Kalami: Parsing

Next up in the presentation of the little toy language Kalami is parsing. I remember how we used SableCC during my undergraduate years, and I also remember how we simply couldn’t make it pretty no matter what measure we used! Perhaps it can be made better in the Java environment than we ever managed to, but after I saw how it is done in the Caml environment I never looked back: all of a sudden it became fun to write parsers and interpreters!

So, parsing is basically about how to turn a input text string into an in-memory representation in the form of an abstract syntax tree. I don’t want to go into a lot of background but a good source for slightly more details is Chapter 12 in the Ocaml Manual.

The files needed can be found in the ZIP file kalami-parsing.zip; out of these the most important are structure.ml, lexer.mll, and parser.mly.

Starting with structure.ml we first have a piece of Caml code defining what we would like the abstract syntax tree of a Kalami programme to look like:

type identifier = string
type number = int
type bound = int

type expression =
	ExprNumber of number
	| ExprVariable of identifier
	| ExprProduct of expression * expression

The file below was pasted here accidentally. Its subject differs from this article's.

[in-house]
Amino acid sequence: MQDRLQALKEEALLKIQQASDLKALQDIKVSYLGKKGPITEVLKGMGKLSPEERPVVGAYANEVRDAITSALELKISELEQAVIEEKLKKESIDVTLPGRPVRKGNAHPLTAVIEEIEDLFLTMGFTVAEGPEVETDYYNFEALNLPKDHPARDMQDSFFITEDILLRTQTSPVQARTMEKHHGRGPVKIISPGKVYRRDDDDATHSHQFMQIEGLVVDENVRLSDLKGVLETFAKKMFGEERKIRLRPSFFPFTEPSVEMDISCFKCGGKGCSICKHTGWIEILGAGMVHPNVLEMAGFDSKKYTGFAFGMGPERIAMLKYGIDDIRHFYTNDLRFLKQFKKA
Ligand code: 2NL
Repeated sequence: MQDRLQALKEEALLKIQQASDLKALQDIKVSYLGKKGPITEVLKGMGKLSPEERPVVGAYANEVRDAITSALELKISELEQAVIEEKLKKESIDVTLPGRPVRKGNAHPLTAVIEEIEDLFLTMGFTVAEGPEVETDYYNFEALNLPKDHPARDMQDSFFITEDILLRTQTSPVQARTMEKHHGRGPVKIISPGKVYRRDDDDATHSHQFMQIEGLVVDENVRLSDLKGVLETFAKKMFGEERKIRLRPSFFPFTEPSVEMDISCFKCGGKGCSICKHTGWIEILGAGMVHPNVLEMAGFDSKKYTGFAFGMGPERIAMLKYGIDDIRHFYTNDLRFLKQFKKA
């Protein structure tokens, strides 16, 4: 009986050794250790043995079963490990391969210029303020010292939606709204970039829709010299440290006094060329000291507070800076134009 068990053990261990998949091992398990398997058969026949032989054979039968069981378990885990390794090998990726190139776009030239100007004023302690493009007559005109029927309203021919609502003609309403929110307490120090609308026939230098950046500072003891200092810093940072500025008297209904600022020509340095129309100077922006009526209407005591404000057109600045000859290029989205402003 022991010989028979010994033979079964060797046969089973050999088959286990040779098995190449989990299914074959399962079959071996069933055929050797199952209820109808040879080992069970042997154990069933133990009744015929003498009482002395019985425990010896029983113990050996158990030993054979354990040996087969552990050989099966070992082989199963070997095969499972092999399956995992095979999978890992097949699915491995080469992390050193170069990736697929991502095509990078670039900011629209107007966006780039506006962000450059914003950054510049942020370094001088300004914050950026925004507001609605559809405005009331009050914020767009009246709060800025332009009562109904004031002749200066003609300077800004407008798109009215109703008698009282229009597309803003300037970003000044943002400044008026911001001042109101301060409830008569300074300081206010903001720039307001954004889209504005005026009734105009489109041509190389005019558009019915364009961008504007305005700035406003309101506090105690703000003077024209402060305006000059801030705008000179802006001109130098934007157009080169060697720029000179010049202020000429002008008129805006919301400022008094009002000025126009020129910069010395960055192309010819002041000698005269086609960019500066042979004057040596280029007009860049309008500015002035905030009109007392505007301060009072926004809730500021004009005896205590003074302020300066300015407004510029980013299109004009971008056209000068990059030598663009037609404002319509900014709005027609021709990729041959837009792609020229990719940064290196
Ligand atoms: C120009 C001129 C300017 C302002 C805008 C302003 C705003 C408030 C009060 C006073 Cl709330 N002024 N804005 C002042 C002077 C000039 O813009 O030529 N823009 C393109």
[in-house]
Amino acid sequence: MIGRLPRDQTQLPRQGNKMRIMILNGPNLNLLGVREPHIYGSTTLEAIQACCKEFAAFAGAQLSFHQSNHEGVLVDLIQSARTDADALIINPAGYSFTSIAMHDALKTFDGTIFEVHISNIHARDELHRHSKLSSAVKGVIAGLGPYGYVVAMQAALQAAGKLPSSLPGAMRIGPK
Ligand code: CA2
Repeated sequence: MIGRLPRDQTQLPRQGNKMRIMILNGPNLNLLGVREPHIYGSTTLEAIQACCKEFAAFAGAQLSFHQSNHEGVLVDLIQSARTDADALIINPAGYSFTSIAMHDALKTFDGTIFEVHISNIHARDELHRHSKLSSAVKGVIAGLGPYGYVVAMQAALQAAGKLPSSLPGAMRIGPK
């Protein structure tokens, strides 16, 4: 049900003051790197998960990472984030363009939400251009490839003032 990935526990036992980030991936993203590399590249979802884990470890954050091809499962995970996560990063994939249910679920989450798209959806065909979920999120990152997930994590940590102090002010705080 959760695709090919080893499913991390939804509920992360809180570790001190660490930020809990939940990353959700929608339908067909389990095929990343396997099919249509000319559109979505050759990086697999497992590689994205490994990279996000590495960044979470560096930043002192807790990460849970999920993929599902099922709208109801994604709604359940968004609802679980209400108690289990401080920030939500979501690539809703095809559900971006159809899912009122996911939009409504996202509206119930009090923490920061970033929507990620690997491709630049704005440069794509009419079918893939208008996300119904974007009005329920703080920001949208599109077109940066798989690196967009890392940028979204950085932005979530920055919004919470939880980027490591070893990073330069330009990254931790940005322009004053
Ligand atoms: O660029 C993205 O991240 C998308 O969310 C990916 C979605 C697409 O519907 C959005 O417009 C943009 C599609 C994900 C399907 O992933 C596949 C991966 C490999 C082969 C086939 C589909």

| ExprDivision of expression * expression
	| ExprSum of expression * expression
	| ExprSubtraction of expression * expression
	| ExprPower of expression * expression

type condition =
	CndTrue
	| CndFalse
	| CndEqual of expression * expression
	| CndLessthan of expression * expression
	| CndNegation of condition
	| CndOr of condition * condition
	| CndAnd of condition * condition

type statement =
	StmtLet of identifier * expression * statement
	| StmtIf of condition * statement * statement
	| StmtGuess of identifier * statement
	| StmtGuessLowerBound of identifier * ...
	| StmtGuessLowerUpperBound of identifier * ...
	| StmtAccept
	| StmtReject

Essentially, the above code defines expressions, conditions, and statements as labelled tuples, such that when we for instance write “4*5” in Kalami then this can be represented in memory as expression ExprProduct(ExprNumber(4), ExprNumber(5)). We shall later see that in the end a Kalami programme is simply a statement.

By the way, note the elegance with which we can express an abstract syntax tree in Caml: were we to express the same in Java it would look a lot less intuitive, at least in my experience. This is one of the great strengths of Caml, of which there are plenty more when we start evaluating and analysing the abstract syntax tree in later posts.

Next up is the lexer responsible for the first layer of abstraction of the input, namely turning the raw string into a stream of tokens. Looking in lexer.mll we see that several regular expressions are used to abstract strings, from the very basic labelling of characters and keywords:

	| '('				{ LPAREN }
	| ')'				{ RPAREN }
	| '+'				{ PLUS }
	| '-'				{ MINUS }

	| "let"				{ LET }
	| "in"				{ IN }
	| "if"				{ IF }
	| "then"			{ THEN }

to the slightly more advanced regular expressions:

	| (['0'-'9']+ as i)		{ INT(int_of_string i) }

that also includes a native Caml instruction for turning a string into a number.